|Publication number||US4462571 A|
|Application number||US 06/351,943|
|Publication date||Jul 31, 1984|
|Filing date||Feb 24, 1982|
|Priority date||Feb 24, 1982|
|Also published as||CA1191749A, CA1191749A1, DE3306514A1, US4478390|
|Publication number||06351943, 351943, US 4462571 A, US 4462571A, US-A-4462571, US4462571 A, US4462571A|
|Inventors||Albert D. Fox|
|Original Assignee||D. W. Zimmerman Mfg., Inc.|
|Export Citation||BiBTeX, EndNote, RefMan|
|Patent Citations (7), Referenced by (2), Classifications (11), Legal Events (6)|
|External Links: USPTO, USPTO Assignment, Espacenet|
This invention relates to a fluid-operated, load-handling apparatus which is capable of carrying and automatically balancing loads of various weights.
Fluid-operated hoists with various hand controls for changing pressure, which controls are manipulated by an operator, are shown in a number of patents assigned to the assignee of the instant patent application. These include: U.S. Pat. No. 3,260,508, issued July 12, 1966; U.S. Pat. No. 3,325,148, issued June 13, 1967; U.S. Pat. No. 3,384,350, issued May 21, 1968; and U.S. Pat. No. 3,428,298, issued Feb. 18, 1969. The controls of these patents increase or decrease fluid pressure to the hoists to raise or lower the loads. Some of the controls can also regulate the presure of the hoists to balance a particular load. However, the pressures can be set for only one or a few loads of predetermined weight and cannot function with loads of other weights without special adjustments being made through the regulators by the operators. The load-handling apparatus according to the invention enables the fluid-operated hoist to balance loads of various weights in a wide range of values without any adjustment being required whatsoever by an operator.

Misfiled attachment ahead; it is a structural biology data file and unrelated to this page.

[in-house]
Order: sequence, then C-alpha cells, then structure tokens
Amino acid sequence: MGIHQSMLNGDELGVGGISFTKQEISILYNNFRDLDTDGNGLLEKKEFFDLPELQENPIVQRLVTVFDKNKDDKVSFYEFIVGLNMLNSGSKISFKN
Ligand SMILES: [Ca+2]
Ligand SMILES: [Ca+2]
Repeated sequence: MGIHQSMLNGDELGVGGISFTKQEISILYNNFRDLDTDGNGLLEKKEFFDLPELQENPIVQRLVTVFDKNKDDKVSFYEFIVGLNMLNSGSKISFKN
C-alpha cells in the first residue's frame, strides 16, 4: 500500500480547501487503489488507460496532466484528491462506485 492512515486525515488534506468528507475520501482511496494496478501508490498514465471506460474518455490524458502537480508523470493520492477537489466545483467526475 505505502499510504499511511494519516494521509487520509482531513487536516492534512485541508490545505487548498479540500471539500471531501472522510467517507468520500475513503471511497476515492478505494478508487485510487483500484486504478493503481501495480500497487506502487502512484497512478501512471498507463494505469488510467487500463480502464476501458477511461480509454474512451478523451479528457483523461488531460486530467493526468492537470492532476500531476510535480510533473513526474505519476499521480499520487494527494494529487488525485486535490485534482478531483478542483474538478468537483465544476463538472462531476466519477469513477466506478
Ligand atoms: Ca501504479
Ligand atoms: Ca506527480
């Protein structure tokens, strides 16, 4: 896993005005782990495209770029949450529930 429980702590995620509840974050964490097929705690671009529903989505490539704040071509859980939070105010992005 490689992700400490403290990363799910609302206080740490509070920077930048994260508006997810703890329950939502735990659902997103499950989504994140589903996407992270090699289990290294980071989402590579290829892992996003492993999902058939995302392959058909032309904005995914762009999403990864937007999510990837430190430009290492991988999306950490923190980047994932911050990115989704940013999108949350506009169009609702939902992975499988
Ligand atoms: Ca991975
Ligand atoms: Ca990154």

The fluid-operated, load-handling apparatus includes a fluid-operated hoist, a pilot fluid-controlled regulator supplying fluid to the hoist, and a load-responsive, pilot-fluid regulator for controlling pilot fluid to the pilot fluid-controlled regulator in response to the weight of the load being carried and handled. The fluid-operated hoist can include a housing forming a pressure chamber along with a movable piston in the housing. A cable drum is supported on a ball-screw assembly adjacent the piston. When the piston moves in a lineal path in the housing, the cable drum rotates to raise or lower a flexible elongate member or cable carried thereby, in order to raise or lower the load. However, other fluid-operated hoists can be employed, such as those incorporating a cylinder with a piston therein and with an elongate member or piston rod extending outwardly therefrom.
The pilot fluid-controlled regulator controls the pressure of fluid supplied to the hoist chamber, with this pressure, in turn, being controlled by the pressure of pilot fluid supplied to the regulator. The pilot fluid pressure is controlled by a pilot fluid regulator which is responsive to the weight of the load. The pilot fluid regulator is carried by a load-carrying unit which is connected to the elongate member of the hoist and also to the load. The load-carrying unit includes two members which move toward and away from one another according to the weight of the load, with the pilot fluid regulator being carried by one of the members and engagable by the other to cause the pilot fluid to vary according to the weight being carried and handled by the apparatus. The fluid-operated hoist thereby automatically balances the particular load being handled at that time without any adjustments being required by an operator.